Some fifty yards up ahead Craig hurdled a low fence topped with barbed wire. No time for prudence. Connor followed suit, the wire slashing at his ankles. The gunfire behind them was intensifying. Then an angry flash and a loud, abrupt explosion. Clumps of earth falling around Connor. Craig’s heaped body, unmoving. A landmine. A voice. Connor turned toward it. The Israeli with the grey hair was standing the other side of the fence, weapon held across his body. Come back, he said, but slow. Go slow. Shaking, Connor locked him with his eyes and took the first step.

Sheer Drop

Daybreak, water the colour of slate. A lone figure stands in contemplation, close enough to the river that its current splashes over her boots. This stretch of the Niagara resides in the commonplace, revealing nothing of the chaos up ahead. Annie steps back up onto the grass, the October dew staining the hem of her dress and petticoats. She adjusts her matching bonnet which, like her dress, was once the tone of ripe plums, the garments now faded and frayed.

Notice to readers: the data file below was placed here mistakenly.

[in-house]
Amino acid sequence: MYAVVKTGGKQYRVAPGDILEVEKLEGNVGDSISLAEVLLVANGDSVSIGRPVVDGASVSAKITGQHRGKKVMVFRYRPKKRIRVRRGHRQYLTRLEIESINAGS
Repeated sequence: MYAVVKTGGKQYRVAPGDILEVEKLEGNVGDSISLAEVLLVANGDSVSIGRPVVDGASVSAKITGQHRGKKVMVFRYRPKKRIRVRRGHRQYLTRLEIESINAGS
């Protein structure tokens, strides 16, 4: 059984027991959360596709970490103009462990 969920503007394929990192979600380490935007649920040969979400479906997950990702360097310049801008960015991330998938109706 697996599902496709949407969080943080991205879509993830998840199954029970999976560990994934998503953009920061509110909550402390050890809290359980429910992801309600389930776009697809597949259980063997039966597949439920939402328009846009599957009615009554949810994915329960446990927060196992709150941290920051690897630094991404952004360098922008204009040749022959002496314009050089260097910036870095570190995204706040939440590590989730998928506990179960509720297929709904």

Farther down river the water quickens, a menace in its energy. Annie observes it coursing over rocks, dragging reluctant branches. Then rapids, the river shapeshifting, relentless. The air resounds, vibrates. Ahead, the torrent launches itself into the void. Annie is still, awed by the force of nature, her clothes absorbing the clouds of spray thrown high by the Horseshoe Falls. Tomorrow, her birthday, she will plunge over the brink in a barrel.

A small crowd has gathered at the launch point, the interest mostly morbid, as few expect Annie to survive. But this stoic woman in her sixties, widowed since the Civil War, remains confident that prosperity will follow. She engages with a reporter, offers a brief smile to the photographer. The large, oak barrel has been lined with thick blankets. Annie climbs through the opening and settles, cushioned. Resigned to being accomplices to such imprudence, two men in buttoned vests and rolled shirtsleeves toss their cigarettes to the ground and step into a rowboat.